Lucky for me, I had parents who were inveterate readers, and a father who was an intrepid, discerning collector of all sorts of things — paintings, antique furniture, Oriental rugs, Japanese and Chinese art, silver and fine china, with books of rare quality being very high on his list of must-haves. In fact, our home resembled a small but enthralling house museum.
From the time we children were young, we would tag after our father as he did his Saturday rounds at the hospital — he was a general practitioner connected with Graduate and Pennsylvania hospitals throughout his career — and once he'd visited his patients, he would start the slow tour of the Pine Street shops and various other favorite haunts around town.
My father made it a habit of frequenting both the fine quality stores and the quirkier junk shops that were far more abundant during my childhood than they are today, and which were overseen by some of the most eccentric individuals I've ever been exposed to. Most of them looked and dressed like homeless people, although my father assured me on the sly that many of them were millionaires — and that was when a million dollars really meant something. They simply didn't feel like spending any of their profits on clothing.
And all these fellows — there was only an occasional female in the bunch, and their eccentricity often trumped that of their male counterparts — knew Sam Leiter. "Hey, Doc," they'd call out whenever he came through the front door. Then they'd duck into the back to retrieve something — a piece of ivory or jade, a Civil War document or a small painting — that they knew he alone would want in his collection.
Luckily for us kids, most of these places — high-toned or lower-end — often had shelves given over to books, and my siblings and I could amuse ourselves with them for hours.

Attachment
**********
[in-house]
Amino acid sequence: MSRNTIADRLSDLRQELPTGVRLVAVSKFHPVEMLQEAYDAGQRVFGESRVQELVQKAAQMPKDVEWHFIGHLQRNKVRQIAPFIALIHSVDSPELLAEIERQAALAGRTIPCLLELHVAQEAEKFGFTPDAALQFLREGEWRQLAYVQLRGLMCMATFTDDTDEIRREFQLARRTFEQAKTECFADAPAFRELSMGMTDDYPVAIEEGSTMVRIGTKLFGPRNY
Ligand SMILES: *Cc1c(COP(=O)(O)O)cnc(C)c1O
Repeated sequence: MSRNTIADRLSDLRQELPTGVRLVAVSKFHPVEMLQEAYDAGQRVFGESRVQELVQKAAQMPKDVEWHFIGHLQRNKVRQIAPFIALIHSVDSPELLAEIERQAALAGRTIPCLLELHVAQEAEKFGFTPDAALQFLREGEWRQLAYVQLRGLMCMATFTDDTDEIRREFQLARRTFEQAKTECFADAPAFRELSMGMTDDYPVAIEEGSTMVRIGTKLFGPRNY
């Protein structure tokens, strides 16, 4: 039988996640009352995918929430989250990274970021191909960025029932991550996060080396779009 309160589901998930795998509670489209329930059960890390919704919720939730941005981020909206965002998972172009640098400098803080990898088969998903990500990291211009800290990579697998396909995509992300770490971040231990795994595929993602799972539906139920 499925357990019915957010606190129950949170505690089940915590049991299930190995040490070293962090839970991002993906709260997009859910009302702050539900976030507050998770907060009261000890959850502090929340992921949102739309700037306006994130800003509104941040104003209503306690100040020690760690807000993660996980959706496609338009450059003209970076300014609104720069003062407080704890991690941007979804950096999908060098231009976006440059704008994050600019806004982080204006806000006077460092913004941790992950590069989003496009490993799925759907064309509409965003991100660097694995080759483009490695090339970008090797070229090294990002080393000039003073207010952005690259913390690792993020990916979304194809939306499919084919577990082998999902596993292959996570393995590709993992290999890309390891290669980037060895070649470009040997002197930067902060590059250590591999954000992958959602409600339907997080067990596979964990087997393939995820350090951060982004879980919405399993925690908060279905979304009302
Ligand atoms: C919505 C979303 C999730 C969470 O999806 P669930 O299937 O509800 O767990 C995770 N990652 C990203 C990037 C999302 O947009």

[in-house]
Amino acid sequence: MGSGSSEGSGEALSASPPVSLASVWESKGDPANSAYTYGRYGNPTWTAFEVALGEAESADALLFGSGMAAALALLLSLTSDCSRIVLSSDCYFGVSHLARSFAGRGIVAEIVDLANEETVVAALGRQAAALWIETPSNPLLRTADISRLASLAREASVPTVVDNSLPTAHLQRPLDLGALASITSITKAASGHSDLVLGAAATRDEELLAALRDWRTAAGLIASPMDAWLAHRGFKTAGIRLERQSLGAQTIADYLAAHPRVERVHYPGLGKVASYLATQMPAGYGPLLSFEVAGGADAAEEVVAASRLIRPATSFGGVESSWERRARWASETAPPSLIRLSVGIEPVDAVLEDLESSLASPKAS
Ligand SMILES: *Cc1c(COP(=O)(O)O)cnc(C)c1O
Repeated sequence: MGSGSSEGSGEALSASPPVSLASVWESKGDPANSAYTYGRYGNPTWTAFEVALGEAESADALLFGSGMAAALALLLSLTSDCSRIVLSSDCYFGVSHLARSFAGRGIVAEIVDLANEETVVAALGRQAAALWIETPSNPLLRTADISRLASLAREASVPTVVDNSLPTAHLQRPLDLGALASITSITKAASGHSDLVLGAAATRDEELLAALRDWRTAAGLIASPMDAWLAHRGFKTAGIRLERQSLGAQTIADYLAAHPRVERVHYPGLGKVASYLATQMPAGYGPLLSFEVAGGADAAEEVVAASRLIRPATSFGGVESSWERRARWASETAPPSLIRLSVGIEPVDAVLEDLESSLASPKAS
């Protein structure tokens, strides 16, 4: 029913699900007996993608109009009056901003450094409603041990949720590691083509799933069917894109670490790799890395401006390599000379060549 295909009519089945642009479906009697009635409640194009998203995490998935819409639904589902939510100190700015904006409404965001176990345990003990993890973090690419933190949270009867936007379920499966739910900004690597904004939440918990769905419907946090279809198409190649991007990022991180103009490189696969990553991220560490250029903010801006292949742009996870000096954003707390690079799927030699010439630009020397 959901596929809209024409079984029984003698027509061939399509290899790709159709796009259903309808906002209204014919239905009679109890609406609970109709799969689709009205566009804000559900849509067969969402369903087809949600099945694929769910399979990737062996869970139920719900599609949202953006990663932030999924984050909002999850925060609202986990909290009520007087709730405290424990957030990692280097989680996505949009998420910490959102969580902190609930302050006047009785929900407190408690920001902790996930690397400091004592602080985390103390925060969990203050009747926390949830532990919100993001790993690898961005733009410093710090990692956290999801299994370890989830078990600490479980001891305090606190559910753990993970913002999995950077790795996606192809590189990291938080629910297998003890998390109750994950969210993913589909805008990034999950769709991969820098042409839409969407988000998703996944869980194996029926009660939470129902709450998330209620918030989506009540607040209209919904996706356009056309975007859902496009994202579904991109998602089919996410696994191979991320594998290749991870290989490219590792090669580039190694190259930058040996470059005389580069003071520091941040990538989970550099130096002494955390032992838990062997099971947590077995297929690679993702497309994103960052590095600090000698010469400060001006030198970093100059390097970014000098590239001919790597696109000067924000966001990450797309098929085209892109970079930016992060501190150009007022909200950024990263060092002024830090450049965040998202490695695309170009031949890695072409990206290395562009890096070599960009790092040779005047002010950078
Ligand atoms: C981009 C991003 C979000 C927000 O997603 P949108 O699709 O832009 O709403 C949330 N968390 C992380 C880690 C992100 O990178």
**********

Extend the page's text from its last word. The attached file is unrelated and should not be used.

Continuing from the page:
That was how my obsession started — on hospital Saturdays, in those dusty stores as well as at Leary's, Philly's grand old bookstore, where we also made periodic visits. My father also used to take us boys into New York for his occasional forays into the antiques underworld there and he introduced me, at least, to the marvelous used bookshops that once lined Fourth Avenue — "Book Row" — in the East Village.
By the time I was 12 or so, I knew where all the mainstream bookstores were in downtown Philly and all the good secondhand shops as well. My first summer job — when I was just 14 but tall enough to pass for 18 — was at Midtown Books, on 15th Street between Market and Chestnut, but a 15th Street that would be totally unrecognizable to today's young Philadelphians.
And during my frequent forays into New York throughout my teens, I got to know ever major and minor bookstore in the city: the Eighth Street Bookshop, the Strand, the Gotham Book Mart and the Drama Book Shop, in particular.
From that point on, I earned some extra money by working in bookstores, especially throughout college and for a good number of years after graduation.
And whenever I've traveled, I've also searched out the famous bookstores in the area — The Paper Place and Prairie Lights in Iowa City, Elliot Bay Book Company in Seattle's Pioneer Square, Tattered Cover in Denver — and reveled in their differences, making sure to buy a book that would summon up the place for me whenever I picked it up at home. I've done the same thing when I've traveled for the paper as a reporter in Europe. My favorite period for this particular activity was in the late 1980s, just before the Communist bloc crumbled. Whether in Warsaw, Moscow, Budapest or Prague, I would track down as many different versions of Orwell's 1984 and Animal Farm or Arthur Koestler's Darkness at Noon as I could find. What was amazing to me was that such subversive literature existed in Polish, Magyar, even Russian, and was sold — at least beginning with the glasnost period — to anyone bold enough to ask.
'A Slowness About Them'